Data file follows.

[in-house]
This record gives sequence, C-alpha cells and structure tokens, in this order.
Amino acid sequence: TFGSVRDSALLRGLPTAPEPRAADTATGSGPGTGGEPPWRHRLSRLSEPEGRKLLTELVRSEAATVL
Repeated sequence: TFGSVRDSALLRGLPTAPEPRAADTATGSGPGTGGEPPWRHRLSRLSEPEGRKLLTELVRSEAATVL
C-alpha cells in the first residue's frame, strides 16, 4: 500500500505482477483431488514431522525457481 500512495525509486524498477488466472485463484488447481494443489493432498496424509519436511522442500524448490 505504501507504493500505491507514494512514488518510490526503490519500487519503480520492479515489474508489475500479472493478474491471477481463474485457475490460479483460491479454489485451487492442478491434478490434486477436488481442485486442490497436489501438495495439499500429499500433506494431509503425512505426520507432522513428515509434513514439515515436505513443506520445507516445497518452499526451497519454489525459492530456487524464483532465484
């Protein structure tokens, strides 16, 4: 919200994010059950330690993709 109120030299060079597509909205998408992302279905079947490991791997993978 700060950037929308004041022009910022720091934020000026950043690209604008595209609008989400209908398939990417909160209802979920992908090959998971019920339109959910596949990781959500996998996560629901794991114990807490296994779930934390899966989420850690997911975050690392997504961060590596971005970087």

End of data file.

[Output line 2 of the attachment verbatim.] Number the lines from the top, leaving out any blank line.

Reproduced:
This record gives sequence, C-alpha cells and structure tokens, in this order.